Digging deeper into what’s actually on those shelves reveals that consumers have a depressingly small choice in who that dollar goes to. Take good old Kiwi Wattie’s for example (owned by Pennsylvanian Heinz). A customer might see a Wattie’s can of peaches and think $1.99 for a can of peaches is expensive and instead, pick up the 89¢ can of Oak peaches. Wattie’s owns that cheaper Oak brand, and so that ticks up another sale for Oak, therefore Wattie’s, therefore Heinz. The same is true for Eta, Weight Watchers, Golden Circle and countless other brands under Heinz’ far-reaching umbrella. And it isn’t only true for Heinz either. I’ve been judged for taking my liquor shopping to Liquorland rather than Henry’s because of the perceived quality of each store, when in reality they’re both owned by Foodstuffs (as are PAKn’SAVE, New World and Four Square).

Using the previous example, if a small business decides to join the high-octane business of peach-selling, then that business will have to go up against the peach juggernauts. Now Heinz sees this new competitor and is faced with a decision. They could mind their own business, they could lower the price of Wattie’s peaches to a point where the new business cannot compete, or they could do the same with Oak peaches. Of course they would choose to lower Oak’s price, because this way Oak retains its image as the affordable option, while Wattie’s still looks like the pricier but higher-quality option. Heavily lowering the price of Wattie’s peaches would cause them to appear cheap and nasty. They could even lower Oak peaches to a point where they’re losing money, just to push the poor new business out of existence, while bathing in income from other brands.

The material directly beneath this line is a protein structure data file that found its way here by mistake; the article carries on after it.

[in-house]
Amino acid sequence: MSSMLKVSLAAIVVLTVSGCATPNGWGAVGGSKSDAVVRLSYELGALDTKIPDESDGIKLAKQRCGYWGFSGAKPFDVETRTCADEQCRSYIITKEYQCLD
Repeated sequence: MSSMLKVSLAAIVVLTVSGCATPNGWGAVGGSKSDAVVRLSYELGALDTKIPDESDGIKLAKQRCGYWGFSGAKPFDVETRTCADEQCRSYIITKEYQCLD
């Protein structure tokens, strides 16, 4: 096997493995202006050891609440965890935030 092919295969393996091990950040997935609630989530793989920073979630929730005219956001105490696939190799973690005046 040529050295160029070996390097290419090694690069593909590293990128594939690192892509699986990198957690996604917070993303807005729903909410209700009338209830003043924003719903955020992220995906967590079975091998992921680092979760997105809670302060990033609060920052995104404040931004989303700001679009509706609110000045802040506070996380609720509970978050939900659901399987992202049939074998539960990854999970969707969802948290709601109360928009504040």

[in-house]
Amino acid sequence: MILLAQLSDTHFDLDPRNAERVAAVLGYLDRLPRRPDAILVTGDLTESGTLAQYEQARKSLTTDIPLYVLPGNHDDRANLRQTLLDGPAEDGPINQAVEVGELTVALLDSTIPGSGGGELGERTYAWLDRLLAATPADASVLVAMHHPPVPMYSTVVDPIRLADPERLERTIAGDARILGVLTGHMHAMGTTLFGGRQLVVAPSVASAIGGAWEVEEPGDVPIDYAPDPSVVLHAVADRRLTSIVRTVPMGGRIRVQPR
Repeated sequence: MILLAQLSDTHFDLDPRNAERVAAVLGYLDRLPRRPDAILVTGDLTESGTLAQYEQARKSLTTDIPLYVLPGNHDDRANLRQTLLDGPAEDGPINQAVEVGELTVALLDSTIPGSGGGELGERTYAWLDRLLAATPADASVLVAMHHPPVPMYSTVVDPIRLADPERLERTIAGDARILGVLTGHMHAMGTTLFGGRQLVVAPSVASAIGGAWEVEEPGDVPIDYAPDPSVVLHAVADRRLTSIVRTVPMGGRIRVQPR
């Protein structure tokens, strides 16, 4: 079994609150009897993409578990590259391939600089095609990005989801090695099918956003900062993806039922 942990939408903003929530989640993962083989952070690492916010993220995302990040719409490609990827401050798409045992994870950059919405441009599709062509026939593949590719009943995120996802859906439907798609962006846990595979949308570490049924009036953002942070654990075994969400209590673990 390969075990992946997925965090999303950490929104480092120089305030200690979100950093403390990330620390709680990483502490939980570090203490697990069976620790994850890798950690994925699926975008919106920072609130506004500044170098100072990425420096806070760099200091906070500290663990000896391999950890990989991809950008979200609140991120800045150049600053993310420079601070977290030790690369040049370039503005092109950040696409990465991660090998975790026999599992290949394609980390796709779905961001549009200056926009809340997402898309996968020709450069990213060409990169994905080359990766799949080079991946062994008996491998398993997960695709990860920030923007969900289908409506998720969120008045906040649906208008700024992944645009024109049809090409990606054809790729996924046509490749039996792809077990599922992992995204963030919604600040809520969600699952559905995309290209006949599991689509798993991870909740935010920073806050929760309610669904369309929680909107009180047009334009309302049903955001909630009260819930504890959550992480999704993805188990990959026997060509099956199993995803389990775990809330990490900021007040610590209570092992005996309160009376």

So a very small handful of companies owns a huge amount of what the consumer dollar can be spent on. This is often referred to as “illusion of choice” and, not surprisingly, extends far beyond the humble food industry of New Zealand. Thirty years ago, there were still huge corporations, of course, but a larger number of these were independent from one another, without this insane web of parents and subsidiaries.

Take Disney’s recent actions for example. Their recent acquisitions have been hugely publicised, and most people are aware that Disney has bought out Pixar Animation Studios, Lucasfilm, Marvel Entertainment, et cetera ad nauseam. Sure, building an airport-to-resort railroad is pretty impressive, but Disney built a city. It designed and built a city in Florida called Celebration because it’s Disney and they’ll do whatever they damn well please. Over the last few decades, this extreme merger and acquisition growth process has been occurring across nearly every industry, with all the big players vying for power.